Will Jatropha be the next diesel airplane fuel?
In 2005 I wrote about biofuel made from jatropha, but excitement over the tropical plant was premature - that boom was a bust.
A good Christmas present: Jatropha is being re-engineered as diesel airplane fuel. Like many people I'm weirded out about genetic modifications (we have seen the horror movies) but this is pretty cool anyway.
Most jatropha bushes are descendants of plants grown on Cape Verde, an archipelago off Africa’s west coast. Cape Verde became the epicenter of jatropha farming 300 years ago, and a single strain of the plant, then valued as living fence to corral livestock, was exported to tropical regions around the globe.
As Dr. Schmidt combed the scientific literature on jatropha, he stumbled across a reference to an obscure 30-year-old paper by the botanist Bijan Dehgan... [who] traveled the world collecting and cataloging the 175 species of the plant, speculating that the species originated in Central America.
Following up on Dr. Dehgan’s thesis that Guatemala was a jatropha Eden, Dr. Schmidt [of SGB] went to Central America... “It was absolutely spectacular the amount of genetic variation that we collected from the center of origin,” he said.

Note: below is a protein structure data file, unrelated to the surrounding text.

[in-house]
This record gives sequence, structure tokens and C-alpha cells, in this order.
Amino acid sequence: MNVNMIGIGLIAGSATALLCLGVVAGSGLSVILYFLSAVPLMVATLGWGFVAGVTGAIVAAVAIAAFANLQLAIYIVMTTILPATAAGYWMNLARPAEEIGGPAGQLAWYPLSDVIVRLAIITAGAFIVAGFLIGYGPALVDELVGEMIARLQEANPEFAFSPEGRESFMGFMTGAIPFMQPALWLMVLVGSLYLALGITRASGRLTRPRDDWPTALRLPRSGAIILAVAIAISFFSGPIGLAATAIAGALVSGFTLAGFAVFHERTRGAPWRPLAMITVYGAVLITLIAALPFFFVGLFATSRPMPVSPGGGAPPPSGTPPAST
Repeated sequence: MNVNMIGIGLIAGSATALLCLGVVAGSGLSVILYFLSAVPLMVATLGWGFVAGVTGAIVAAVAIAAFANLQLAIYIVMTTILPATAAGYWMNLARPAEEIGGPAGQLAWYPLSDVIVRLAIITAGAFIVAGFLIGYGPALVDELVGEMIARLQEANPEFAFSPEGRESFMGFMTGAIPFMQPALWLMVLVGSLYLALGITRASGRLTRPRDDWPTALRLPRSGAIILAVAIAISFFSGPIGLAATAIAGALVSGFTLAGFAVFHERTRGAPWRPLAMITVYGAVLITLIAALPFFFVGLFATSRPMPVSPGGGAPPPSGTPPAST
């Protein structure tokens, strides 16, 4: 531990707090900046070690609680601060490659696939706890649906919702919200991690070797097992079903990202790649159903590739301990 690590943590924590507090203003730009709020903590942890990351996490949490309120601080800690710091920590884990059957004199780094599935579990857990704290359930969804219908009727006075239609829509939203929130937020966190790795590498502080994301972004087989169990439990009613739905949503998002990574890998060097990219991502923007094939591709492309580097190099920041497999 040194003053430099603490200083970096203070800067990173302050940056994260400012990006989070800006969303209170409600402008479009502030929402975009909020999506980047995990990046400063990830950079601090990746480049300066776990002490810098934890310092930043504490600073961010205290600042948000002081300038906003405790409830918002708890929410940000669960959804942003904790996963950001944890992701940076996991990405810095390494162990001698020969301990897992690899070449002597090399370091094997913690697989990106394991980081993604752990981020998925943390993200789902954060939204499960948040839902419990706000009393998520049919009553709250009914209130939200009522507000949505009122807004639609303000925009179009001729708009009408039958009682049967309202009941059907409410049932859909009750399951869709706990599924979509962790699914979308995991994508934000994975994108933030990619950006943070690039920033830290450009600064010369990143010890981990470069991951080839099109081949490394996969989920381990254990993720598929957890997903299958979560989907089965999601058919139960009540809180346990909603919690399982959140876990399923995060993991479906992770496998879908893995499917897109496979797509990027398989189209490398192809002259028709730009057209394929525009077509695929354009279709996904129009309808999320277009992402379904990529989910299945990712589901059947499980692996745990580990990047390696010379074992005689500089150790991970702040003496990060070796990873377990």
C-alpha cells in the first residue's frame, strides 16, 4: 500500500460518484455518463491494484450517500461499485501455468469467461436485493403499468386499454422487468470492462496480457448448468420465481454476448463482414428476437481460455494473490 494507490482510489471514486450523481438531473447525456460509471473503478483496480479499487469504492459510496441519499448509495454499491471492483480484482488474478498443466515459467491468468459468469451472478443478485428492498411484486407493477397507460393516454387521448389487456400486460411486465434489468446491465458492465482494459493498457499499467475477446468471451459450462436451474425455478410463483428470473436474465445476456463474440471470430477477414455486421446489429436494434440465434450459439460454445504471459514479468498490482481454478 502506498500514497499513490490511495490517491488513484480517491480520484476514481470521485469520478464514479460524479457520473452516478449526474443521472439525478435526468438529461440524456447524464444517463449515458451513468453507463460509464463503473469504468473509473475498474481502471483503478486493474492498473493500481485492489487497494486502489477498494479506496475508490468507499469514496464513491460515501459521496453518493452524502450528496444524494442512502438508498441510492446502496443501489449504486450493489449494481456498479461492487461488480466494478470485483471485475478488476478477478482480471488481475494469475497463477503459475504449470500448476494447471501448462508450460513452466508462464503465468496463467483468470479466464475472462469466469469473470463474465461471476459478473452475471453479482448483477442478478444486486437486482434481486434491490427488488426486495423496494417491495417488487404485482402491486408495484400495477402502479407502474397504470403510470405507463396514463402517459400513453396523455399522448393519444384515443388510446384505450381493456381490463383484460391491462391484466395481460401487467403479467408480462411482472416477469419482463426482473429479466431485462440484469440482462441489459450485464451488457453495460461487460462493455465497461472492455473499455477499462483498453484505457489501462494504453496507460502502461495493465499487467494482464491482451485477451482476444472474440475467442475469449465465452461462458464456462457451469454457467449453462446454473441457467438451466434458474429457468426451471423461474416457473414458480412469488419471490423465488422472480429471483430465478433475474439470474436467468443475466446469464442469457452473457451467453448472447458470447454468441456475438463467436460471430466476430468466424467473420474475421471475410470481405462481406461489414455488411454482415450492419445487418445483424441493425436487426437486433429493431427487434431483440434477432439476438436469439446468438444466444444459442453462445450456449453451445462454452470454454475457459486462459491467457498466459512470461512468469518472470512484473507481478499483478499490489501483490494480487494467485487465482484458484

It used to cost $150,000 to genetically map a jatropha line searching for useful mutations. Now it costs $350 and in 2014 it may cost as little as $50, allowing the identification of useful hybrids in the lab at the molecular level before the plants are actually crossbred. Wild jatropha bushes produce six to eight seed-bearing fruits. SGB has plants Guatemala producing 60 fruits in a cluster.
"This used to be a 10-year discovery process," Mr. Mathur said. "It's more like a 10-month process now."
SGB is also identifying the ability to withstand extreme heat or cold, potentially crucial as climate change accelerates.